• The real difference this makes is the following: for those service users with support plans done without independent advice just under 16% end up with some form of cash payment. For those service users with support plans done with independent advice, 100% end up with some form of cash payment. Thus, through service users shaping and informing the support planning work from the very start and throughout the process – built on a quality relationship between the ULO and local authority – a significant difference in outcome achieved has become clear. Using this experience to meet other challenges I think we can extend this approach to meet many of the challenges that face us in the transformation of social care today. There are 3 I’d like to briefly talk about today. Workforce development The first is workforce development. We strongly believe that the Personal Budget holder of today is the support planner of tomorrow. What better person to provide information, advice and support than someone who has been through the process, learnt some of the tips and tricks and can apply that knowledge to help someone else? The benefits are clear: to the person who has to create the support plan, they benefit from peer support and the knowledge of someone who has already navigated the social care system. To the person who is supporting the creation of the plan, there is the sense of using their lived experience and the knowledge they have developed for some wider good than just themselves, perhaps even in a formal employment setting. And for the commissioner there is the chance to tap Page 3 of 6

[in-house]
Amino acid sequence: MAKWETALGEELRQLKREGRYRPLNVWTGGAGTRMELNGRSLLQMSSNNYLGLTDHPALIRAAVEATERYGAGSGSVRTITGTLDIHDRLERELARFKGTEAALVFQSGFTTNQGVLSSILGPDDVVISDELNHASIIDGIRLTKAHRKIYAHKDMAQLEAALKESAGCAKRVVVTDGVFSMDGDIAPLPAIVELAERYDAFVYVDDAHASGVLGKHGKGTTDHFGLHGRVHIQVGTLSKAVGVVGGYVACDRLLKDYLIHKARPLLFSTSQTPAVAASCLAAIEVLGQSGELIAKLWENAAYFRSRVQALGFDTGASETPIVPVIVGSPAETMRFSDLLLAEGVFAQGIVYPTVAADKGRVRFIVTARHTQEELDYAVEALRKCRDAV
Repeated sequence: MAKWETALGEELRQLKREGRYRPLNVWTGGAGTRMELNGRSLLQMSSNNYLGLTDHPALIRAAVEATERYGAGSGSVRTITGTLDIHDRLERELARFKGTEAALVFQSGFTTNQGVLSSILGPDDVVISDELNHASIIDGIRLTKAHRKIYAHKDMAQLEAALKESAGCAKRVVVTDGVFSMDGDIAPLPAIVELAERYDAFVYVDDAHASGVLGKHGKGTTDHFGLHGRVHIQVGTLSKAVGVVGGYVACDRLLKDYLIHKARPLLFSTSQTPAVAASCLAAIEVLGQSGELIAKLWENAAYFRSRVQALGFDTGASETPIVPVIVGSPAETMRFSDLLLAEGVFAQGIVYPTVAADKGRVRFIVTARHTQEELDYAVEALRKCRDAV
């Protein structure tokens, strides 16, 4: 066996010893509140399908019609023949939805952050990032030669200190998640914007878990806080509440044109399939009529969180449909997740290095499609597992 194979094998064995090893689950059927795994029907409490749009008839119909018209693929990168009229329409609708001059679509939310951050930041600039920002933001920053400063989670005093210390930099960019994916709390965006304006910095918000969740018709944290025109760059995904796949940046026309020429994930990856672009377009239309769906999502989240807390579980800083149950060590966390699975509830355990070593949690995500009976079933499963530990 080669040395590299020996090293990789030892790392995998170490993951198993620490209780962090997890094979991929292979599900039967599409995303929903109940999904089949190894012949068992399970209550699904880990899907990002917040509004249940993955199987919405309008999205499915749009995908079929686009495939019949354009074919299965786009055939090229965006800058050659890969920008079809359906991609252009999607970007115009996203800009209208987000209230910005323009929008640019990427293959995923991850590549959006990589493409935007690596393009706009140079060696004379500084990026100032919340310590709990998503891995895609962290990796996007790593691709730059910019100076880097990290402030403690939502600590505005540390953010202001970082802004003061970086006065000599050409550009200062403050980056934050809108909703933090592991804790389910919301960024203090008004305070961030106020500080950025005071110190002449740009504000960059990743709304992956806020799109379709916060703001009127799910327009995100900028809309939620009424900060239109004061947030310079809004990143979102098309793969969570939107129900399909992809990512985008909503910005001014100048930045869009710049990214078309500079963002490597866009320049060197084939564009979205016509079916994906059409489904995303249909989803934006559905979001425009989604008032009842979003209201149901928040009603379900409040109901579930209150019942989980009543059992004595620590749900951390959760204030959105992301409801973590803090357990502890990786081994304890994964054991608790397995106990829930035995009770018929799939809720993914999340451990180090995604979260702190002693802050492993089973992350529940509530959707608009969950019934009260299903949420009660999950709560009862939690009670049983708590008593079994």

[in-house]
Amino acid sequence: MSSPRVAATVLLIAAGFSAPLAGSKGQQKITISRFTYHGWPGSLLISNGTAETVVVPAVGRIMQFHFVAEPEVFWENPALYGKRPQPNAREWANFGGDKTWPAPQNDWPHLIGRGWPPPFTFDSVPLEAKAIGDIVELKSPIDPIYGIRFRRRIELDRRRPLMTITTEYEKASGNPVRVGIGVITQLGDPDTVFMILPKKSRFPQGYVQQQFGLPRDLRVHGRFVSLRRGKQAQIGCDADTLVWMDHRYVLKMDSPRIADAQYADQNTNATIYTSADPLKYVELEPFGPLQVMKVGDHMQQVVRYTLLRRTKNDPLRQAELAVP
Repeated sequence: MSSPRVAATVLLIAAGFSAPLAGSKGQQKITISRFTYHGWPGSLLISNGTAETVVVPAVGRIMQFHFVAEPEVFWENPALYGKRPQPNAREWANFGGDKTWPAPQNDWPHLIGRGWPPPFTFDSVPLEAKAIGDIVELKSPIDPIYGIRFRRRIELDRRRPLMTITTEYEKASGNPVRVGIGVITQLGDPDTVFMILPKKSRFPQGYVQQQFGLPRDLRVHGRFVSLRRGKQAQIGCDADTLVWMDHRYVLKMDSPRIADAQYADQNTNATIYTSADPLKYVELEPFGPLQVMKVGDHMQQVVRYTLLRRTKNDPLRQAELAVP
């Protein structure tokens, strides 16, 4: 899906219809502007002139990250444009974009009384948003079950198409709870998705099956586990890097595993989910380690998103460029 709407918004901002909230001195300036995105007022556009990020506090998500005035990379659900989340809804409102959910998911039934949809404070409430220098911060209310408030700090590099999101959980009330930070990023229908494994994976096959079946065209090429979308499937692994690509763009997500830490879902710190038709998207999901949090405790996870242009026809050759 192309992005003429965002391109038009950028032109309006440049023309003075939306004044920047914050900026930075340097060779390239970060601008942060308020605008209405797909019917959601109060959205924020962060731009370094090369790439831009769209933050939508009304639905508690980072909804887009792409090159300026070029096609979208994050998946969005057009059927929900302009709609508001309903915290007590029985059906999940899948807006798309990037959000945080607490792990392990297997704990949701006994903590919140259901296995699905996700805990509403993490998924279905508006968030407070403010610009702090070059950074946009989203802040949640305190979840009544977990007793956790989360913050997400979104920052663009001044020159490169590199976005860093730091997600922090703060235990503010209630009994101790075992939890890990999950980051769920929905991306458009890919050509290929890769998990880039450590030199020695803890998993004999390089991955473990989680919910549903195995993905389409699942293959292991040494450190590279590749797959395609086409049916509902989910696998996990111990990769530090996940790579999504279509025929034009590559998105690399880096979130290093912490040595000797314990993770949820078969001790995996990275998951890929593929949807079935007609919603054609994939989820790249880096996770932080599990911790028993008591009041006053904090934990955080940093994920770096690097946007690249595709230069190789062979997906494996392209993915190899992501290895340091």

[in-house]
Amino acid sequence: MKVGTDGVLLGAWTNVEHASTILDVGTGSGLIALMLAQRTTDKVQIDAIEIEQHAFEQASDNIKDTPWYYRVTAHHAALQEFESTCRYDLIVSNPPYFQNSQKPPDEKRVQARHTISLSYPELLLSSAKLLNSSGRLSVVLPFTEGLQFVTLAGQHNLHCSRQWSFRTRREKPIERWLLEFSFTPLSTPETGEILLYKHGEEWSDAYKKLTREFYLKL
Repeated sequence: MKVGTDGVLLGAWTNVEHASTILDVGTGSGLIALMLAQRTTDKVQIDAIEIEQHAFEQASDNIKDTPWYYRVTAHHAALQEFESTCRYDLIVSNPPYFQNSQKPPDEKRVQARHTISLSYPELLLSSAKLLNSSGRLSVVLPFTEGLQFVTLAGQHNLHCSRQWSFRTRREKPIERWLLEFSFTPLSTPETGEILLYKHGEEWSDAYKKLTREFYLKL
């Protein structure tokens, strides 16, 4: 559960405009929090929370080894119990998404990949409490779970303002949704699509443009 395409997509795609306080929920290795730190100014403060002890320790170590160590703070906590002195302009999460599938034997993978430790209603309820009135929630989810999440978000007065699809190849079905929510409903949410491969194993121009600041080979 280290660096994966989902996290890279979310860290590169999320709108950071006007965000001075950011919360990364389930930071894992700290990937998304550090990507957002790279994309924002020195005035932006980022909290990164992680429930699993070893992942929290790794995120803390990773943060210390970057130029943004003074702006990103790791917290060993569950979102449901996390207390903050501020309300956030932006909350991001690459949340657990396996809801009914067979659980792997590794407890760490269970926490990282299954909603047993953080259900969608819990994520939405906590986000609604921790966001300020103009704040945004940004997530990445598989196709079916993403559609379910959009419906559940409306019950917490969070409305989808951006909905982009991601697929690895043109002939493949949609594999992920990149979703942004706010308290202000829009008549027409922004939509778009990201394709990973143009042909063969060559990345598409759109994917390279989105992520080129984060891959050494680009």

• into a wealth of unused knowledge and experience through less formal routes than may currently exist. Probably my favourite example of this approach in action is my colleague Robin. He wanted an oven door that opened sideways instead of up and down. The only place he could find who supplied such ovens was in Holland, so he used his Personal Budget to pay for this new oven and its shipping. So delighted was he with it when it was arrived and installed that he promptly told everyone he spoke to in his capacity as an SDS Adviser. I’m told orders from Essex for sideways- opening oven door from this particularly company jumped 4-fold. Regulating Personal Assistants? The second challenge is Personal Assistants. The issue here is around safeguarding and risk: should the PA workforce be fully registered, with all the possible things that will fall to local authorities to do to put that into practice? Here’s the thing: in a Community Care survey last year, 93% of social workers thought that a CRB check for PAs should be compulsory. But just 2.5% of our clients at ECDP take up a CRB check for their PA, despite the service essentially being free. Both views are valid. But it’s this difference in perspective that user involvement can bring to commissioners who may otherwise go down a path that ultimately many users don’t or won’t want to be lead down. Developing the market Finally, there’s the challenge of developing the market. Through Personal Budgets, service users become micro-commissioners of the care and support Page 4 of 6